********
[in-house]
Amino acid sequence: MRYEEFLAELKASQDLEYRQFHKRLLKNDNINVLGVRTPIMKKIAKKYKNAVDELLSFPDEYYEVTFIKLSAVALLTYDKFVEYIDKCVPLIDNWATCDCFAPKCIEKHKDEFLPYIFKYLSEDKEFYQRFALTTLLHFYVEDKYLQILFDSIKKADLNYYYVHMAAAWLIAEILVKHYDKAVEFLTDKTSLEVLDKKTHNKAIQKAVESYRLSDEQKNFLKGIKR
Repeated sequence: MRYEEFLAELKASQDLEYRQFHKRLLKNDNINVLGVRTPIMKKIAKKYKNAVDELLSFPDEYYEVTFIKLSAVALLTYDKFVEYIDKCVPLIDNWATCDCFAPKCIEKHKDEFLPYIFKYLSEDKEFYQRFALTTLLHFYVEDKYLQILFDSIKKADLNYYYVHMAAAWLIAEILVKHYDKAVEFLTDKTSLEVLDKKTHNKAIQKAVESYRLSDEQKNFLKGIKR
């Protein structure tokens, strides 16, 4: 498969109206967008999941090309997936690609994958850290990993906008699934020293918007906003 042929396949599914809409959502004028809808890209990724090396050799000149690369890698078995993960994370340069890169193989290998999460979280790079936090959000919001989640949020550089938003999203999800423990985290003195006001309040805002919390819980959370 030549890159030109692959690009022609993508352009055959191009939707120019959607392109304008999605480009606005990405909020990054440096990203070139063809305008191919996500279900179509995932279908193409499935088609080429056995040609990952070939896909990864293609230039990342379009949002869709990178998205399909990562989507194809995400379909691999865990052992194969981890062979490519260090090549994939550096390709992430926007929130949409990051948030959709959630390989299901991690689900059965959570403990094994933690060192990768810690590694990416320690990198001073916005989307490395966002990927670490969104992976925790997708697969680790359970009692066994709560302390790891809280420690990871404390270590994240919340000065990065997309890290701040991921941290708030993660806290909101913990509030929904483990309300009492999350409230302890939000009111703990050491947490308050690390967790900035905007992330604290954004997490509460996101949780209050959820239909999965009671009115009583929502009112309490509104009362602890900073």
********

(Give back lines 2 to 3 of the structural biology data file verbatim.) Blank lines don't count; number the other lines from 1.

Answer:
Amino acid sequence: MRYEEFLAELKASQDLEYRQFHKRLLKNDNINVLGVRTPIMKKIAKKYKNAVDELLSFPDEYYEVTFIKLSAVALLTYDKFVEYIDKCVPLIDNWATCDCFAPKCIEKHKDEFLPYIFKYLSEDKEFYQRFALTTLLHFYVEDKYLQILFDSIKKADLNYYYVHMAAAWLIAEILVKHYDKAVEFLTDKTSLEVLDKKTHNKAIQKAVESYRLSDEQKNFLKGIKR
Repeated sequence: MRYEEFLAELKASQDLEYRQFHKRLLKNDNINVLGVRTPIMKKIAKKYKNAVDELLSFPDEYYEVTFIKLSAVALLTYDKFVEYIDKCVPLIDNWATCDCFAPKCIEKHKDEFLPYIFKYLSEDKEFYQRFALTTLLHFYVEDKYLQILFDSIKKADLNYYYVHMAAAWLIAEILVKHYDKAVEFLTDKTSLEVLDKKTHNKAIQKAVESYRLSDEQKNFLKGIKR